Address To The Toothache – Burns Night

Researching for my "Toast to the Lassies" at the Burns Supper at 
The Celtic Ross Hotel tonight, I came across this poem:

Address To The Toothache 
My curse upon your venom'd stang, 
That shoots my tortur'd gums alang, 
An' thro' my lug gies mony a twang, 
Wi' gnawing vengeance, 
Tearing my nerves wi' bitter pang, 
Like racking engines! 

When fevers burn, or argues freezes, 
Rheumatics gnaw, or colics squeezes, 
Our neibor's sympathy can ease us, 
Wi' pitying moan; 
But thee - thou hell o' a' diseases - 
Aye mocks our groan. 

Adown my beard the slavers trickle 
I throw the wee stools o'er the mickle, 
While round the fire the giglets keckle, 
To see me loup, 
While, raving mad, I wish a heckle 
Were in their doup! 

In a' the numerous human dools, 
Ill hairsts, daft bargains, cutty stools, 
Or worthy frien's rak'd i' the mools, - 
Sad sight to see! 
The tricks o' knaves, or fash o'fools, 
Thou bear'st the gree! 

Where'er that place be priests ca' hell, 
Where a' the tones o' misery yell, 
An' ranked plagues their numbers tell, 
In dreadfu' raw, 
Thou, Toothache, surely bear'st the bell, 
Amang them a'! 

O thou grim, mischief-making chiel, 
That gars the notes o' discord squeel, 
Till daft mankind aft dance a reel 
In gore, a shoe-thick, 
Gie a' the faes o' Scotland's weal 
A townmond's toothache!
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Health Factory

I am fortunate, and grateful, to have a brother whose inclination and job means that he has an interest in many fields of medicine. Education, research, clinical and academia all provide him with stimulation. We are able to learn from each other (although I believe the balance favours and benefits me).

A part of his New Year clear out the 2010 film “Health Factory” arrived via a pretty large download yesterday and I would urge anyone who is involved in health care to watch it and then to ask themselves some very simple questions. Start with “Why?” as in “Why am I doing what I’m doing? and “Why am I doing it this way?”.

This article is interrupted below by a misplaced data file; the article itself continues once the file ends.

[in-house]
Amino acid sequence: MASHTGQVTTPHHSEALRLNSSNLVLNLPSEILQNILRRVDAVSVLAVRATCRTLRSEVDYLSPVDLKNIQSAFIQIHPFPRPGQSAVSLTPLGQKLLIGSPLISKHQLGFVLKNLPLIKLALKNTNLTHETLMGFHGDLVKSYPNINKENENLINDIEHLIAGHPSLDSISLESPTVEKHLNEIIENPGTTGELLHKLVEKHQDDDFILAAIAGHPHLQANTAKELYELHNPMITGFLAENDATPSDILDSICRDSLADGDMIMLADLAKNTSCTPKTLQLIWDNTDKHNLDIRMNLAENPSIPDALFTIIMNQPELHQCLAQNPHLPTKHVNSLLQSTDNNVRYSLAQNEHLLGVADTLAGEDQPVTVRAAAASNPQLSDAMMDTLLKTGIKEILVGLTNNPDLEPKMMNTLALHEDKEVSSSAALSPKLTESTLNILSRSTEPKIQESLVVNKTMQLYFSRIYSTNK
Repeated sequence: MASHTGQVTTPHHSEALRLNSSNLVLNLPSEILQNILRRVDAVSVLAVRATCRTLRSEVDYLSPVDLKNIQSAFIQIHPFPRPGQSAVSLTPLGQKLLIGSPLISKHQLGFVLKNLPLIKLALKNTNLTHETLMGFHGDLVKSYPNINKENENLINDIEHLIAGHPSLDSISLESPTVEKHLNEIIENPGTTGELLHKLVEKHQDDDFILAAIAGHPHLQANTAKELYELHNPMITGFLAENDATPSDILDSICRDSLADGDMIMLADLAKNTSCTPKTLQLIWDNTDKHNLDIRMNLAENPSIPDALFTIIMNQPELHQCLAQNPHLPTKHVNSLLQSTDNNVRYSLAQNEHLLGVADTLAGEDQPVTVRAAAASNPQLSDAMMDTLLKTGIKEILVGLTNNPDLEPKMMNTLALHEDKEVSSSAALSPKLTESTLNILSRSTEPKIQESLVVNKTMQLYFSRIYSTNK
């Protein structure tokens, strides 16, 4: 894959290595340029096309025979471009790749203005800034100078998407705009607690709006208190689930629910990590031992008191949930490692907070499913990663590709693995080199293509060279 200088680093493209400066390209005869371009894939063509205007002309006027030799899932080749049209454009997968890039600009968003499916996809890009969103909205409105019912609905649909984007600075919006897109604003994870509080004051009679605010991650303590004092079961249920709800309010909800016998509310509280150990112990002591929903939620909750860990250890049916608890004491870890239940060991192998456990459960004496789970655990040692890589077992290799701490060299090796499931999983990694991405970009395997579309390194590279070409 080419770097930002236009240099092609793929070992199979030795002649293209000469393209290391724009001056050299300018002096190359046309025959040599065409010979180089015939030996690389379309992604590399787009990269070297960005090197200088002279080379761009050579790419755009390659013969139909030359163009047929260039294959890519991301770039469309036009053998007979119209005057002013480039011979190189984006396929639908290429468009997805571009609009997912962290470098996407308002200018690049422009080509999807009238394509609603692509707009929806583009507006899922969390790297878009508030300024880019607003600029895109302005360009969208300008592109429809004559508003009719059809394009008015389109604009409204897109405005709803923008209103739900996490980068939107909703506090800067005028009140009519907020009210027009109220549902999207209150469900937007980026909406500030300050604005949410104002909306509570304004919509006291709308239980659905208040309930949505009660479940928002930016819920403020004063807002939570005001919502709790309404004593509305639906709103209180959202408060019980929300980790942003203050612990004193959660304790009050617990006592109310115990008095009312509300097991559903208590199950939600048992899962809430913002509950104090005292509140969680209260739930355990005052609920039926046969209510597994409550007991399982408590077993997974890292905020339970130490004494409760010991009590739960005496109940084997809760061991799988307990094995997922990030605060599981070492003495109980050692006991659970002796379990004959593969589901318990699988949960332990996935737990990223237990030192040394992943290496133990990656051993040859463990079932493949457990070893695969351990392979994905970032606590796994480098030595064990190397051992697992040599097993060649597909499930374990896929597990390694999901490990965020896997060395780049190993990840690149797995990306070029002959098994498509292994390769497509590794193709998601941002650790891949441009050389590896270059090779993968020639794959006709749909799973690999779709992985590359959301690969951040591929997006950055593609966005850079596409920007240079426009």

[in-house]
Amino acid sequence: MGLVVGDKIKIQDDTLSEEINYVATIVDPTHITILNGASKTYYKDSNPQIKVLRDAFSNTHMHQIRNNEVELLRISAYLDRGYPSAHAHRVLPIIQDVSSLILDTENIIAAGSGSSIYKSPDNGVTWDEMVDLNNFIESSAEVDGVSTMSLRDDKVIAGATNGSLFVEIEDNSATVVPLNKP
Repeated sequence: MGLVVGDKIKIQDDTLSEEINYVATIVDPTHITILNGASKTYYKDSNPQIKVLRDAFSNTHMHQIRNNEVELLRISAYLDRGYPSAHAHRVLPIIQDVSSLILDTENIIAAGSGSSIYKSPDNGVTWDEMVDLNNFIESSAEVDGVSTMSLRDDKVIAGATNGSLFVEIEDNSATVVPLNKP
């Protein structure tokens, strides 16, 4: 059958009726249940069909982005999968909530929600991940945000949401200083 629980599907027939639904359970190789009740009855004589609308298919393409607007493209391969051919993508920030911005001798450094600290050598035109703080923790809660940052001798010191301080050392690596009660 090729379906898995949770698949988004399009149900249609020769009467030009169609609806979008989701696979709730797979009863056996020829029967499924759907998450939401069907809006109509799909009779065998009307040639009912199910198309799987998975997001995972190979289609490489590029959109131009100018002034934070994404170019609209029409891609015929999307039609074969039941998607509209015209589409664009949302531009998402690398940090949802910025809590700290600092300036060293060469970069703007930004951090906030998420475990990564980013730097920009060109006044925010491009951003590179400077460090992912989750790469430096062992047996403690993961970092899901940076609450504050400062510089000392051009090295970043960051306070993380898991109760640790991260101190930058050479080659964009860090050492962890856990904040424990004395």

The film questions the way health services are provided and if the current obsession with the imposition of “business” processes benefits anyone, patients or (that awful word) providers.

As you can imagine for someone who describes himself as “The Dental Business Coach” I am capable of vigorously justifying the arguments for dealing with dentistry as a “business”. However this film has made me examine what I am doing for and with my clients.

It helped me to understand why gut feeling led me to turn down more clients than I accepted last year. Finally it reinforced the beliefs and convictions that led me into dentistry in the first place and made me realise that what I am doing these days is right.

Watching what happened when Norway imposed a new system and how hospitals were rewarded for “gaming” or “creative coding” took me back to my early days of NHS associateship. The culture  at that time, encouraged speed of work and high output leading to a “pile high sell cheap” approach where the work was made to match the narrative of the NHS scale of fees. As the fees evolved so did clinical practice to maximise income. It was only when I took control back by working privately on a one to one basis with patients that I felt in control and capable of giving my best without compromise.

One can argue, and I do, that dentistry easily adapts to “business” models and even fashion. There is much that can be measured easily and should be, a lot more that could be but isn’t because the “need “ is not appreciated. However the imposition and measurement of many Key Performance Indicators is frequently a waste of time and energy providing results that signify little.

You can’t measure trust, patience, co-operation or happiness (in spite of what some gurus would have you believe).

As one of the featured clinicians said, “You end up measuring what can be measured, which will always be marginal to what the core of the job is.”

So for me, it’s a return to examining the abstract, difficult to quantify elements of dentistry. Anyone can measure things. It takes experience, and dare I say it, a certain amount of gravitas, to feel, to empathise, to understand and analyse what health means, to both patients and clinicians.

Worth a look, you can rent it and see the preview HERE.